In this sweeping, savagely realistic novel, the greatest battle ever fought on American soil explodes into life at Gettysburg. As generals squabble, staffs err. Tragedy unfolds for immigrants in blue and barefoot Rebels alike. The fate of the nation will be decided in a few square miles of fields.

There are no marble statues here, only men of flesh and blood, imperfect and courageous. Following a tough Confederate sergeant from the Blue Ridge, a bitter Irish survivor of the Great Famine, a German political refugee, and gun crews in blue and gray, Cain at Gettysburg, from New York Times bestselling author and former U.S. Army officer Ralph Peters, is bound to become a classic of men at war.
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Tanzanite
Bibliophile
Location: Northern Virginia
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Postby Tanzanite » Thu July 21st, 2011, 5:52 pm

If Walls Could Talk: An Intimate History of the Home by Lucy Worsley. Non-fiction. US release February 28, 2012; released in the UK in April 2011.

Why did the flushing toilet take two centuries to catch on? Why did Samuel Pepys never give his mistresses an orgasm? Why did medieval people sleep sitting up? When were the two “dirty centuries”? Why did gas lighting cause Victorian ladies to faint? Why, for centuries, did people fear fruit? All these questions will be answered in this juicy, smelly, and truly intimate history of home life. Lucy Worsley takes us through the bedroom, bathroom, living room, and kitchen, covering the architectural history of each room, but concentrating on what people actually did in bed, in the bath, at the table, and at the stove. From sauce-stirring to breast-feeding, getting dressed to getting married, this book will make you see your home with new eyes.
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Tanzanite
Bibliophile
Location: Northern Virginia
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Postby Tanzanite » Thu July 21st, 2011, 5:53 pm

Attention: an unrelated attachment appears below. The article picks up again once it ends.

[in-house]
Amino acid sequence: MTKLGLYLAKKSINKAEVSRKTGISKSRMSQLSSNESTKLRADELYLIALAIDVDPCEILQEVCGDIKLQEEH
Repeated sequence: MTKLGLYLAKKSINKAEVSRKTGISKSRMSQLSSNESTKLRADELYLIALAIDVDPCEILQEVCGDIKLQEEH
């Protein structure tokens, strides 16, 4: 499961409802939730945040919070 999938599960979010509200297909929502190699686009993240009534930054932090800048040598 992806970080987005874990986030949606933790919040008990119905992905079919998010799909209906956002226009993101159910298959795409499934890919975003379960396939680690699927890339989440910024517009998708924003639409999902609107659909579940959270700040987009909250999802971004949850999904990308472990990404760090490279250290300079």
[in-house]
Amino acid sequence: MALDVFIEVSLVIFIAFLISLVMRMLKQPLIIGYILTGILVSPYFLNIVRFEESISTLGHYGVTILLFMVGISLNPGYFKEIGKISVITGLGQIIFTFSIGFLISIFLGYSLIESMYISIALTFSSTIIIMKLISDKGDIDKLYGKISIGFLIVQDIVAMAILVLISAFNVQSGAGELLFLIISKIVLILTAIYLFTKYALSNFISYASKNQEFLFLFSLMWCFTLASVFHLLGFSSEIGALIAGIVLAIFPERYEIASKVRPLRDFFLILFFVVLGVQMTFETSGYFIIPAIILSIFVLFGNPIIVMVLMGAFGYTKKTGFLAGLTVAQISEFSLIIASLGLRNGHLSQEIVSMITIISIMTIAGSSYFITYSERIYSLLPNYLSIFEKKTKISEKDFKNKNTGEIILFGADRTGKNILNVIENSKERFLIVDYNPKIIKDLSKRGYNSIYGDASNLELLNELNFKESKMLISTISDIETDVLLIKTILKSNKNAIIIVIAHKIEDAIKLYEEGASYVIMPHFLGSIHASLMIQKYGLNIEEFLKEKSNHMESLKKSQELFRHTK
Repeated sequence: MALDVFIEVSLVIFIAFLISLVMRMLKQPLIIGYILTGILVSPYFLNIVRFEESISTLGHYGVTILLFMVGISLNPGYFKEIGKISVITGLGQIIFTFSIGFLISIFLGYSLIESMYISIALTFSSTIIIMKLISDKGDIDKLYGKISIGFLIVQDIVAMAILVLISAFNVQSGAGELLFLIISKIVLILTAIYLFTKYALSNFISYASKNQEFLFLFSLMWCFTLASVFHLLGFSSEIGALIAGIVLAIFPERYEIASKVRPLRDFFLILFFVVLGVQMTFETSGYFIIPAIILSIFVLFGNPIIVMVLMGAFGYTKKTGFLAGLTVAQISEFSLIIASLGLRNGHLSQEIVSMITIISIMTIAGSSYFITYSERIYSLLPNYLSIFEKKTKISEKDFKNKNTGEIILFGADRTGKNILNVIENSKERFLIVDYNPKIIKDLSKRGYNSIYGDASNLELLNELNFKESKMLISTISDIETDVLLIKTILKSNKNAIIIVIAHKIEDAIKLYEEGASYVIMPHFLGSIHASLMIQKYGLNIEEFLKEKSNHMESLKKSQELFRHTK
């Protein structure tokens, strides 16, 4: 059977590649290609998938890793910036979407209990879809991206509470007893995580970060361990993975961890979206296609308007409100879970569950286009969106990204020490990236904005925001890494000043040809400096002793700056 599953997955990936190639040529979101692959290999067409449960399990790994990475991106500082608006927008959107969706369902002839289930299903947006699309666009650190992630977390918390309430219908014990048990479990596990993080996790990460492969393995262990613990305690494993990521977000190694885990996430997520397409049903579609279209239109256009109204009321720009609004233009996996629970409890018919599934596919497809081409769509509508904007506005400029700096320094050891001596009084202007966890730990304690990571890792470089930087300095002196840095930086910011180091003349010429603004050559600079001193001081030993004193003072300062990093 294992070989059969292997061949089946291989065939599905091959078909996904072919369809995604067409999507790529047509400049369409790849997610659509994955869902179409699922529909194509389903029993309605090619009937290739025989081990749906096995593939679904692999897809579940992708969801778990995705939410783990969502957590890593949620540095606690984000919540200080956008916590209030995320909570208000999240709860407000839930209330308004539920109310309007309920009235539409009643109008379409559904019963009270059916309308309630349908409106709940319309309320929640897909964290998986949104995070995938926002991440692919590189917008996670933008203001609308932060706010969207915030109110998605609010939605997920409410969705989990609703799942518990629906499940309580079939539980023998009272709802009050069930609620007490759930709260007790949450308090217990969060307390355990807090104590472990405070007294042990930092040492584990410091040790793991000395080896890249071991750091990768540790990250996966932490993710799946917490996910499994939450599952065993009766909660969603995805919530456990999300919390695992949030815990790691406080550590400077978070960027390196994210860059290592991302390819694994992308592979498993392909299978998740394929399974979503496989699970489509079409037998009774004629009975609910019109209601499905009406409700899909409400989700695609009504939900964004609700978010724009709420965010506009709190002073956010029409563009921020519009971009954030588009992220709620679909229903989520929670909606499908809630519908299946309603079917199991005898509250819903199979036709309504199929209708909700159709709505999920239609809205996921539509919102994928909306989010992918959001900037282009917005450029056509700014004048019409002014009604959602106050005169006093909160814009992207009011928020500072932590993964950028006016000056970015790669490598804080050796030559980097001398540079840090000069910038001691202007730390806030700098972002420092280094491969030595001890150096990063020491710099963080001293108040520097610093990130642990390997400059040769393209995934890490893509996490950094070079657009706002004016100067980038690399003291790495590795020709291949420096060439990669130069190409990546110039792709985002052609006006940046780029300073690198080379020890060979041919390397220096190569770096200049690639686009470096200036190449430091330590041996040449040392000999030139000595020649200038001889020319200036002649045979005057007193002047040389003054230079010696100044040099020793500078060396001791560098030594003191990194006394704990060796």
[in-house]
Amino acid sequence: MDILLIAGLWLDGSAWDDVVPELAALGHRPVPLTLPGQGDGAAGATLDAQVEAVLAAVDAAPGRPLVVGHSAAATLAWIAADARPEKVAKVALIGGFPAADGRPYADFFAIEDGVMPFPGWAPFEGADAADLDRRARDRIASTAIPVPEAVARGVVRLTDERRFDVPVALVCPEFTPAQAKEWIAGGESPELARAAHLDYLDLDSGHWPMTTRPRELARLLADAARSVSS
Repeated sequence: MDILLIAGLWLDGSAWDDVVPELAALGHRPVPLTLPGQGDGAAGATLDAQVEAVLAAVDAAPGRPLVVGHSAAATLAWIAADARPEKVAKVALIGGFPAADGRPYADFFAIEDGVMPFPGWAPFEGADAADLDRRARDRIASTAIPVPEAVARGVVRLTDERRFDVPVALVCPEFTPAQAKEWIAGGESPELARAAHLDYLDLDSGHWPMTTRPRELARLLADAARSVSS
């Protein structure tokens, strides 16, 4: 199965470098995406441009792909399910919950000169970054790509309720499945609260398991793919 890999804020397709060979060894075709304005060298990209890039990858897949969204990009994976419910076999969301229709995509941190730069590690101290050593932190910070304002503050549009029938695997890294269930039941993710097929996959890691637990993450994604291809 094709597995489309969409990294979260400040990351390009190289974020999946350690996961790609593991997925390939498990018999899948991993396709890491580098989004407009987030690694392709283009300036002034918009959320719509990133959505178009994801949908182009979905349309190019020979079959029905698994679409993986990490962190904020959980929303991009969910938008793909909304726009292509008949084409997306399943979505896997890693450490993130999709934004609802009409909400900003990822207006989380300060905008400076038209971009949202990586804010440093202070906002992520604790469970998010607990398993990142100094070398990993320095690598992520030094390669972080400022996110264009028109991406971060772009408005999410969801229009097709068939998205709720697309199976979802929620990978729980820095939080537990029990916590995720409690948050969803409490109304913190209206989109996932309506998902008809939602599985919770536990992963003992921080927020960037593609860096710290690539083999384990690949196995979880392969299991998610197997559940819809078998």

The Venetian Contract by Maria Fiorato. UK release March 1, 2012.

Venice, 1580. Legendary architect Andrea Palladio is dying. His last act is to hide the Quattro Libri, four books written in his own hand, which not only codify his architectural genius, but also contain a dangerous secret.


Venice, 2010. Architect Andrea di Pietro is lecturing at the Unviersity of Venice when she is sent a mysterious book. When she returns it to the Library of San Marco she is arrested, for the book is one of the stolen Quattro Libri. With the help of art fraud officer Marcantonio Rezzonico, Andrea goes on a quest for the remaining three books, a search which takes her all the way from the great villas of the Veneto to the basilicas of Istanbul.


But there are ostacles along the way; what are the motives of the urbane mayor of Venice, who raises vast sums of money against the threat of Venice sinking? And who is the mysterious Mehmet Comnenus, a Turkish shipping magnate as rich as he is powerful, whose charm seems to mask a grudge as old as the Republic?

On her journey Andrea not only discovers her true love of architecture, but also the story of Palladio and the four extraordinary men who helped him hide the Quattro Libri. She begins to realise that the secret they kept could be the salvation of Venice herself.

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Brenna
Bibliophile
Location: Delaware

Postby Brenna » Thu July 21st, 2011, 5:53 pm

"Tanzanite" wrote:The Forest Laird by Jack Whyte. US and UK release February 14, 2012. (previously released in Canada)


About time it is being released here! Too bad I still have to wait 7 months!
Brenna

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Tanzanite
Bibliophile
Location: Northern Virginia
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Postby Tanzanite » Thu July 21st, 2011, 5:54 pm

When Maidens Mourn by C.S. Harris. UK release March 6, 2012.

Not a lot of information available except for this small blurb:

The seventh book in the series was inspired by the famous poem, The Lady of Shalott, by Lord Tennyson, who is a missing three year old boy in this novel.
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Tanzanite
Bibliophile
Location: Northern Virginia
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Postby Tanzanite » Thu July 21st, 2011, 5:55 pm

The Stolen Bride by Tony Hays. US and UK release April 10, 2012.

A murdered king, his young and defenseless widow, and the fate of all of Britain are in the hands of a one-armed scribe.


Malgwyn ap Cuneglas is counselor to Arthur, High King of the Britons. When he accompanies his liege to the West to broker a deal between warring tribes, they come across a scene of utmost depravity and murder to sicken even the most battle-hardened warrior. Things don’t get any better when they finally arrive at their destination to discover that King Dogel is fighting to keep his kingdom safe from both Saxons from abroad and younger nobles vying for power. Dogel loses that fight when shortly after Arthur and his counselor arrive, he is murdered. His young wife, defenseless and alone, appeals to Arthur to find her husband’s killer. Arthur agrees and Malgwyn is given this almost impossible task.


Why is Arthur so interested in keeping this small region stable and under the High King’s influence? Perhaps because Dogel’s people had discovered caves that might contain huge veins of gold…. The Stolen Bride is the next masterpiece in Tony Hay’s critically acclaimed Arthurian mystery series.